Once you have committed to the challenge of a marathon, it's important to create a training program to achieve your running goal. I find it's effective to write down your weekly objectives (it's very rewarding to check them off). Record notes and stats in a journal so you can look back on all you've accomplished and boost your confidence.
Your training program should include at least four runs per week. The speed and distance of these may vary. We'll cover some options in future weeks, but most of your runs will be 10 to 15 kilometres, with one longer run each week. Take a complete rest day each week with no exercise. This will not only help with recovery but also keep your social life intact.
The most important part of your marathon program is the weekly long run. I recommend you do the long run on the weekend so you can rest before and after - just like on race day. If possible, begin your long run at the same time as the start of race day, so your mind and body are accustomed to long run efforts early in the morning.
For your weekly long run, gradually increase the distance, starting at a minimum of 15 km and adding about 3 km each week until you reach a maximum of 32 km. This can usually be accomplished in six weeks, depending on your fitness and experience. After each 32 km run, be sure to take an easy week of lower volume and less intensity to ensure optimal recovery. After this brief rest period, build back up to 32 km. During this second buildup to 32 km, you will notice an improvement in mental and physical stamina.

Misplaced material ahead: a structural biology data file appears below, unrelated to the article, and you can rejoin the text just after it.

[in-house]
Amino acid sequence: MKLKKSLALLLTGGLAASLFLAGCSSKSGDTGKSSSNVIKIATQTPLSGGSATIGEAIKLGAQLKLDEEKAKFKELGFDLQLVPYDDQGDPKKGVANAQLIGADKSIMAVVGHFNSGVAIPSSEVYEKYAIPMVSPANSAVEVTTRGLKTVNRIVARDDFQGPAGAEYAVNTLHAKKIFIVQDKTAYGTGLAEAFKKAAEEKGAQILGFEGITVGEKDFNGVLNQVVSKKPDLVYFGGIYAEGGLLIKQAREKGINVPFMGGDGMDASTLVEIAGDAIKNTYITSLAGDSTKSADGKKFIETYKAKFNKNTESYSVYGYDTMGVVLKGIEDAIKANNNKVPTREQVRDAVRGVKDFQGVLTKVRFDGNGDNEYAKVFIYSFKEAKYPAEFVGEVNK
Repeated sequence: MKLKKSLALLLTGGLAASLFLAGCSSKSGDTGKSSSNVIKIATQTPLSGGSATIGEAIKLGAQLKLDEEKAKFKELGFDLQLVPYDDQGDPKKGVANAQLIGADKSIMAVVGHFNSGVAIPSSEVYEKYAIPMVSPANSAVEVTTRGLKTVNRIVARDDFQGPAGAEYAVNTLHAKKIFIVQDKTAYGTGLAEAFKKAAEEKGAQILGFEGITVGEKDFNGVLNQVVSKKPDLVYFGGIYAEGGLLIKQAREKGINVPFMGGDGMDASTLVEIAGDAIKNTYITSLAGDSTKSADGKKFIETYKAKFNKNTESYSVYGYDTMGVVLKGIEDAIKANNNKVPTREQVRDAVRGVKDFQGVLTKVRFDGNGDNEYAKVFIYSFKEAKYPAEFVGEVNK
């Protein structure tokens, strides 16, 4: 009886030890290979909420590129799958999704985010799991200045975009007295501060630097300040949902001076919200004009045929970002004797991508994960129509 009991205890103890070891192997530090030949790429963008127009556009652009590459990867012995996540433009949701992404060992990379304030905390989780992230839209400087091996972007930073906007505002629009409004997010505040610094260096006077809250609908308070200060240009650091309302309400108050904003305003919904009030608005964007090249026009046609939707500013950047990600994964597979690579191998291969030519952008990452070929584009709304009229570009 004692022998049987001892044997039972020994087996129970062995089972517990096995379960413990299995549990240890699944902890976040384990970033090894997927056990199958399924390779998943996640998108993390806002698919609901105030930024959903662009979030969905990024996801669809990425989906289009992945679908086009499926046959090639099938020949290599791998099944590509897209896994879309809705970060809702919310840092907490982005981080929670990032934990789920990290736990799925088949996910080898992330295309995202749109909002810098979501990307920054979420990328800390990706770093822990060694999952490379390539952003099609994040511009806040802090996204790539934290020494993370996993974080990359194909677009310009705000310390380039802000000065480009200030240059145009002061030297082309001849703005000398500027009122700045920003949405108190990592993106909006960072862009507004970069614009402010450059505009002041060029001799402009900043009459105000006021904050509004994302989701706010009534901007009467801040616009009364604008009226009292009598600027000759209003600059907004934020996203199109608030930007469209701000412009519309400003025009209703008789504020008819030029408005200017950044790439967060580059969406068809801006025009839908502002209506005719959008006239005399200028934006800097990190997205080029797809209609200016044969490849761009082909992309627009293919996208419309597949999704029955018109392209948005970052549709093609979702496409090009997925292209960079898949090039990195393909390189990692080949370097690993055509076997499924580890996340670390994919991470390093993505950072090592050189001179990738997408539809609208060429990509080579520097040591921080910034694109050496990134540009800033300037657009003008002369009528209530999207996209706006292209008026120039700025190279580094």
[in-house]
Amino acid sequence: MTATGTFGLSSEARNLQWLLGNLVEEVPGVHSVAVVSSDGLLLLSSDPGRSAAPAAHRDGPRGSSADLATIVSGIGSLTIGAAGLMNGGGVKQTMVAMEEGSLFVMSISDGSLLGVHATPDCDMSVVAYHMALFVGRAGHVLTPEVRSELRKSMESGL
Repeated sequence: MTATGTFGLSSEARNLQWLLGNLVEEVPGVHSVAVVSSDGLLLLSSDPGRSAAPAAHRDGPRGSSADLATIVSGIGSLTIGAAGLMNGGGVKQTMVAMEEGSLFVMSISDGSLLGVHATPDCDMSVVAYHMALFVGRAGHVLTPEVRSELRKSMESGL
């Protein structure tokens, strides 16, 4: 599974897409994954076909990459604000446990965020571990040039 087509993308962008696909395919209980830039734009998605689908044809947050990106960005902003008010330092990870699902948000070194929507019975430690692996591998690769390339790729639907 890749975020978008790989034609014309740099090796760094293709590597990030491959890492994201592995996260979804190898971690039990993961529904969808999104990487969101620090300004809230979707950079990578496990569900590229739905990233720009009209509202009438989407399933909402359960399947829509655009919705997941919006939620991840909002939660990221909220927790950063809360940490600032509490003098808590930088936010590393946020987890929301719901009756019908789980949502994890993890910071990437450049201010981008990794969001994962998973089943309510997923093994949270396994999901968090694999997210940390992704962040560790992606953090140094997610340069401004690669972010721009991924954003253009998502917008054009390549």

You should complete at least two runs of 32 km during your 16-week training program. (Experienced runners may include more frequent long runs and of greater duration.) No matter what your level or experience is, be sure your last 32 km run is three to four weeks before race day so that you are adequately recovered before the big event.
Enjoy these long-distance runs, and do them at an easy pace. Run with a friend so you have someone to talk with. Conversation pace ensures your heart rate is not too high and that your pace is under control. For experienced runners, you will want to include some runs at marathon pace (but we will get to that in a few weeks). Until next time, happy running.
Nicole Stevenson is the ninth-fastest female marathon runner in Canadian history. She coaches many athletes, including 2010 Canadian marathon champion Krista DuChene and is a long-time competitor in the Canada Running Series.